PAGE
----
Drop D Tuning – Let’s Have Some Fun

Drop D tuning is a great place to start if you’re looking to learn or try something a bit different on your guitar. Experimenting with alternate guitar tunings can be a great place to generate new ideas. It’s amazing, but by changing the tuning of just one string (let alone more), you can dramatically change the possibilities and the sounds that come out of your guitar.

This lesson is on Drop D tuning – as opposed to Open D. Drop D tuning is when you simply tune the 6th string (low E) down a whole tone to D.

In open D, you actually change more than just one string… but we’ll save that for a different day!

The trick here is that you can’t play any of the chords you’re normally used to playing that use the 6th string. For instance an open G is out… you have to find a new way to play the G chord.

Keys that revolve around the D chord are great for this tuning, as you can use the D drone in most of your chords that way. So D, or even the fourth or fifth of D (G and A) work well too… and if you wanted, you could even use some minor keys.

Anyways, without further rambling, here’s the lesson! Let me know in the comments at the bottom of the page if you’d like to learn more on alternate tunings…

Drop D Tuning On Guitar:

Video Problems? Watch directly on YouTube

Related Lessons: Checkout the lesson on D form triads.

Leave a Reply 22 comments

Ron Towle - April 13, 2010 Reply

I enjoyed your exhibition with drop d– I had forgotten it,except it is also used on the banjo I believe– I now will have some fun using it . Ron Towle

Wayne - April 21, 2010 Reply

Send me the triad lesson please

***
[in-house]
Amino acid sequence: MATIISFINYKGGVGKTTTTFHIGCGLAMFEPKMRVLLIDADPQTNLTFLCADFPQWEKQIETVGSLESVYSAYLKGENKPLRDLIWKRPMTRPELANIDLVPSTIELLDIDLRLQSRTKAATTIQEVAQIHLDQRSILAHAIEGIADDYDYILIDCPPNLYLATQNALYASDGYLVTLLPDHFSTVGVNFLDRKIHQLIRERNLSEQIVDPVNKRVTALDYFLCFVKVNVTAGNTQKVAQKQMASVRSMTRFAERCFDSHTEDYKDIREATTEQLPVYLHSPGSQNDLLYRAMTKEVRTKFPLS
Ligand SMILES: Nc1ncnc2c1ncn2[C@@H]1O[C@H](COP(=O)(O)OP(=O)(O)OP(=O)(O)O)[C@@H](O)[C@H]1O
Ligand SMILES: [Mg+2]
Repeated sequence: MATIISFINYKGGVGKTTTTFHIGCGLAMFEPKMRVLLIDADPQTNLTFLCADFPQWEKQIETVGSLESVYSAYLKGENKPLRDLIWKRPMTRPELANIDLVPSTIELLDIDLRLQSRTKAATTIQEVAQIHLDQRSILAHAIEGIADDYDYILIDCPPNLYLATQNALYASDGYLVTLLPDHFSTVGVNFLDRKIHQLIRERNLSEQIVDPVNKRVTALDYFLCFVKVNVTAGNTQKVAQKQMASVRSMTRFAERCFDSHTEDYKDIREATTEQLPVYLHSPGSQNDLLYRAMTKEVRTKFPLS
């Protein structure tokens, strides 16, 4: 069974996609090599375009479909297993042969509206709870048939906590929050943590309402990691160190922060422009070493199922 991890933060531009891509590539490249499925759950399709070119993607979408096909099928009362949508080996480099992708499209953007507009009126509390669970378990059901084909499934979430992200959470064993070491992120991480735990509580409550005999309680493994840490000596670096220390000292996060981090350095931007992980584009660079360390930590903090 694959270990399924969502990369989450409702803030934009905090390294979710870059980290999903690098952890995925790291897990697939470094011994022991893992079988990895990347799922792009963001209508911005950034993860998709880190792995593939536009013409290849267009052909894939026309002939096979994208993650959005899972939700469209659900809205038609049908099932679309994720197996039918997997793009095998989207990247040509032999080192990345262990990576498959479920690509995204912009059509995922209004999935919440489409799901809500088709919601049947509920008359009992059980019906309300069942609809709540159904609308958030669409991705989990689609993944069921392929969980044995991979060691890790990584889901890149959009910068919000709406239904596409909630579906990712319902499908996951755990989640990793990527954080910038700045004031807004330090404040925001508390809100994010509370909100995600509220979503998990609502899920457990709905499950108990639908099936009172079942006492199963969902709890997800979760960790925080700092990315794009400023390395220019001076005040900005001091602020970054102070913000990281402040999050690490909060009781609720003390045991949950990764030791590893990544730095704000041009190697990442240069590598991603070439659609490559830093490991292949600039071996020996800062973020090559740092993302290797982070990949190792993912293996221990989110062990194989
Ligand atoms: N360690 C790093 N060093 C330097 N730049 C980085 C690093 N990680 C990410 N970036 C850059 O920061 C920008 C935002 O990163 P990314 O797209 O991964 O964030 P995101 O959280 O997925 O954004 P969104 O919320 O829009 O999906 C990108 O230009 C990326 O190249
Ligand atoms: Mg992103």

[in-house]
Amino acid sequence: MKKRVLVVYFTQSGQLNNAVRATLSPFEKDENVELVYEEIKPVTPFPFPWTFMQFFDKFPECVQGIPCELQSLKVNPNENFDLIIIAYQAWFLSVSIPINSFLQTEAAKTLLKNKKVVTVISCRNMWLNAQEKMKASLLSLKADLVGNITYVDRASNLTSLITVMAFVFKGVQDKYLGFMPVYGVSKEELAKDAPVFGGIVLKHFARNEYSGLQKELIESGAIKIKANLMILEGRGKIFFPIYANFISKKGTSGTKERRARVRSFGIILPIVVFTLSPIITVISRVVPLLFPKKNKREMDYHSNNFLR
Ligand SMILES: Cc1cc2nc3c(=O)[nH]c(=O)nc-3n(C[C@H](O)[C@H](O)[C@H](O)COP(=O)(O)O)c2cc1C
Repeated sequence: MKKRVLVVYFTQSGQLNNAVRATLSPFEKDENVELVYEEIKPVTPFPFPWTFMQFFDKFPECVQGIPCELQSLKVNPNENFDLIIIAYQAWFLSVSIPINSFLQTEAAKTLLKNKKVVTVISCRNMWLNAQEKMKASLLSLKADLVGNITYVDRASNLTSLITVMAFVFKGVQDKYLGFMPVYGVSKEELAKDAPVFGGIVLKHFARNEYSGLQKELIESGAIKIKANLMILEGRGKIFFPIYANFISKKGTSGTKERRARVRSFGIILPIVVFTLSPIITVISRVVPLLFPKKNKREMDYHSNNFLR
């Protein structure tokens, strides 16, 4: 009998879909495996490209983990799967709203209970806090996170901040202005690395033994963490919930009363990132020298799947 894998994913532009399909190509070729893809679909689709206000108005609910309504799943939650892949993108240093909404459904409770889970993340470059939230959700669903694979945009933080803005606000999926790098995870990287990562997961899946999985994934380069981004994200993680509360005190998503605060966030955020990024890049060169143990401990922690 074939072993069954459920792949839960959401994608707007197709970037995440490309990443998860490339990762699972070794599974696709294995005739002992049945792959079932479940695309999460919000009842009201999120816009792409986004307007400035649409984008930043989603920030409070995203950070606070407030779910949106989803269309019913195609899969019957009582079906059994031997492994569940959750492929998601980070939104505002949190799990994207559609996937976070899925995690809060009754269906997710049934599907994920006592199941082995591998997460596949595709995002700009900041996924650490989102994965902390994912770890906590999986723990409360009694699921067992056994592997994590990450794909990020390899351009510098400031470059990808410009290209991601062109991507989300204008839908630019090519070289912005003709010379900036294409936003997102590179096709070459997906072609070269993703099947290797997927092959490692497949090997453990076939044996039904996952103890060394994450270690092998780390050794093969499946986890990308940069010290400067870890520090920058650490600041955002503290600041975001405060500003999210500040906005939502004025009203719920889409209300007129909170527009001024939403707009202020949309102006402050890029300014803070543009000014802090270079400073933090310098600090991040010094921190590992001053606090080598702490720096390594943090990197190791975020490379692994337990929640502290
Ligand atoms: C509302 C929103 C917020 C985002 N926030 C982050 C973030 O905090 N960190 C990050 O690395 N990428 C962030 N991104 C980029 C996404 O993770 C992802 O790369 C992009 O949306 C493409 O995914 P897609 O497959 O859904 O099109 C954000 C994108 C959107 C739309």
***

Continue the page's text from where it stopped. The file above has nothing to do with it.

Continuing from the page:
Jonathan Boettcher - May 14, 2010 Reply

    Hi Wayne – Click here for the triads lesson.

gwyn tyson - May 5, 2010 Reply

thx for the drop d tuning…kinda fun.

James - May 15, 2010 Reply

good lesson.

Bruce - May 21, 2010 Reply

thx for the drop d tuning…kinda fun.

Amy - June 4, 2010 Reply

Send me the triad lesson please

Amy - June 4, 2010 Reply

Hi Wayne – Click here for the triads lesson.

Scotty - June 11, 2010 Reply

I love the lessons,this is my new E-Mail [email protected]

Jesse James - July 13, 2010 Reply

I would love to see more on alternative tunings if you wouldn’t mind. I get so confused with it and want to learn this.
Thanks alot.

Frank - October 18, 2010 Reply

Hi Jonathan.
that was a great lesson,it looked like you were enjoying doing it.
Thanks Frank.

Jesse James - December 6, 2010 Reply

I have a question Jonathan. It is simple but I have never really heard it yet, but then again the memory doesn’t work like it used to lolol.
When you are tuning basically, does that fall under the G chord, or C chord tuning? Like tuning to the key of E, but for just basic tuning what would it fall under?

Thanks for all your efforts.

    Jonathan Boettcher - December 7, 2010 Reply

    Hi Jesse, standard tuning isn’t technically in any particular key, if that’s what you’re asking.

    Some of the open tunings will put you in a particular CHORD, when strummed open, however that chord could still be used in multiple keys… for instance an open G major tuning would give you a G major chord, which could be in the key of G, C, and D and more… hope that helps!